Notably, WeChat, one of the main platforms censored by the Chinese government, did not indicate to users when certain messages were blocked. The Citizen Lab also uncovered that the degree of censorship varied depending on whether a WeChat account was linked to mainland China or outside of the country. China holds a tight rein on its internet companies, penalizing all who fail to censor ‘sensitive’ content.

Censorship is a broad weapon to use against civilians; however, as seen with Mansoor, targeting through spyware like Pegasus is far more effective when attempting to portray the illusion of freedom. NSO Group is an interesting company: alongside Pegasus, it was virtually unknown to the public sphere until Hacking Team, NSO’s competitor, had sensitive information leaked about the companies.

Citizen Lab research identified various themes that NSO operators used to bait its targets into clicking on its exploit links; these included fake news, taunts, and threats.

However, the Citizen Lab’s largest case study of civilian targeting in the last year came not from the UAE or China, but from Mexico.

ELHAM NUMAN/THE VARSITY

NSO and the Targeting of Mexican Civil Society

Mexico, an admitted customer of NSO, has allegedly used its spyware to target vast swaths of civil society. These have included scientists, journalists, politicians, foreign investigators, and non-governmental organizations (NGOs). This blatant assault on freedom of expression allows a corrupt government to act with impunity and must be condemned on democratic grounds.

In Theory, Pegasus, as with all government-exclusive spyware, is meant to aid law enforcement in fighting criminal enterprise and terrorism. However, when Citizen Lab was contacted by Access Now, an organization committed to defending digital rights, they stumbled onto the first of many instances in which civilians were improperly targeted with NSO spyware.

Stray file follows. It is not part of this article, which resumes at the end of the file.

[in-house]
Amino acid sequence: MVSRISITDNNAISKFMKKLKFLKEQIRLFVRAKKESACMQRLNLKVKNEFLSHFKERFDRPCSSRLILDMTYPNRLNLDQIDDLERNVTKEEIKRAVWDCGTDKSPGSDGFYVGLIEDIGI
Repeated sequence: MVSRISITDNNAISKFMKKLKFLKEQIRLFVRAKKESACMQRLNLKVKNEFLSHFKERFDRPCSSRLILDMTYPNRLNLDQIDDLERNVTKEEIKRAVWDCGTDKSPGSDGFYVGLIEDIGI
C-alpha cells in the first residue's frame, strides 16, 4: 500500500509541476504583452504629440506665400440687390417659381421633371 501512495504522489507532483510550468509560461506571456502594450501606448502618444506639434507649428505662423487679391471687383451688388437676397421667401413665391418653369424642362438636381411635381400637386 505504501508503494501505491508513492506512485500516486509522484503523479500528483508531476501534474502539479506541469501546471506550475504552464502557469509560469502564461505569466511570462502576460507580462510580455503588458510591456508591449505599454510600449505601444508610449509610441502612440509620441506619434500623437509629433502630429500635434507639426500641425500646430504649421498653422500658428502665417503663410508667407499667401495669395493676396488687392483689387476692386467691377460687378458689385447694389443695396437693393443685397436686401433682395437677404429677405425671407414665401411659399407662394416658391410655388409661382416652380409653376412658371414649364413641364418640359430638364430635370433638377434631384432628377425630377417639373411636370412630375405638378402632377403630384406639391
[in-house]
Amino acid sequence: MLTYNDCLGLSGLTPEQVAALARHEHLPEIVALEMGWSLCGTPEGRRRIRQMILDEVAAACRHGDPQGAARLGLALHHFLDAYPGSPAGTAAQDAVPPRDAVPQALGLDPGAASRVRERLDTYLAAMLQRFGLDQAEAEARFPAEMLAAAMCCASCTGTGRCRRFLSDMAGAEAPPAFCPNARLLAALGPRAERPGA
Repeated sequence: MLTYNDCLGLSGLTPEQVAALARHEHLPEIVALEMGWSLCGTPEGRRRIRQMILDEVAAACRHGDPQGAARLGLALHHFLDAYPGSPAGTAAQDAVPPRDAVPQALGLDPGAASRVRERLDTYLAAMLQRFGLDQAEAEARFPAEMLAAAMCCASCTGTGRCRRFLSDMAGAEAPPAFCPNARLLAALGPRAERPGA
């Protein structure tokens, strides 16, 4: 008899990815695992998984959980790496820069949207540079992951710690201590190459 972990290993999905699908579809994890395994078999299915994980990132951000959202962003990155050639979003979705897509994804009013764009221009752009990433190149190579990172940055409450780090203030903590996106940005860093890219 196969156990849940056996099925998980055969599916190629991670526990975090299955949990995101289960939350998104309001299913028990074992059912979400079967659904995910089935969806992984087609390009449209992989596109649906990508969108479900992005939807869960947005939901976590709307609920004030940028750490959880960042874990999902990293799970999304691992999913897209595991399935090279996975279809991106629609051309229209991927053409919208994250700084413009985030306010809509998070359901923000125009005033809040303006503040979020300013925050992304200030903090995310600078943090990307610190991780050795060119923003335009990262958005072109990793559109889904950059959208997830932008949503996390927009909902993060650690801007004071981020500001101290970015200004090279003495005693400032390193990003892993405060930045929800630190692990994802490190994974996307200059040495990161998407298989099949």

Scientists: In Mexico, an obesity epidemic prompted the government to introduce a “soda tax” to pursue healthier alternatives. The implementation of the tax lead to a decrease in obesity. The fast food industry, displeased with the negative effects on their profit margins, soon began placing political pressure on the Mexican government, with companies such as Coca-Cola begging the President to oppose the tax.

Soon after, supporters of the soda tax began a campaign to promote it. Some of the scientists involved in the campaign started receiving suspicious SMS links aiming to disrupt their campaign. Citizen Lab research determined that they were analogous to the messages Ahmed Mansoor received in the UAE, concluding they were NSO infiltration attempts.

Journalists: Even before the wide availability of spyware, Mexico was considered one of the most dangerous places in the world for journalists to work. Some estimates place half of the acts of intimidation and violence against journalists from government agencies.

One way freedom of the press has been suppressed is through digital surveillance that hinders the ability of journalists to investigate instances of corruption against their own government. Eleven Mexican journalists were targeted with NSO exploit links.

One of the most heavily targeted investigative journalists that the Citizen Lab found in the NSO targeting campaign was Carmen Aristegui, who, alongside her son Emilio, was sent SMS exploit links. The intensive targeting campaign happened to coincide with the investigation of Mexican President Enrique Peña Nieto’s “Casa Blanca” scandal.

The Casa Blanca scandal was a defining moment of Peña Nieto’s tenure, centred upon the purchase of a mansion by his wife that was interpreted as being paid for with taxpayers’ money. The breaking of Aristegui’s story battered the President’s credibility, which led to Aristegui’s employer, Noticias MVS, firing her and her team for publishing the story.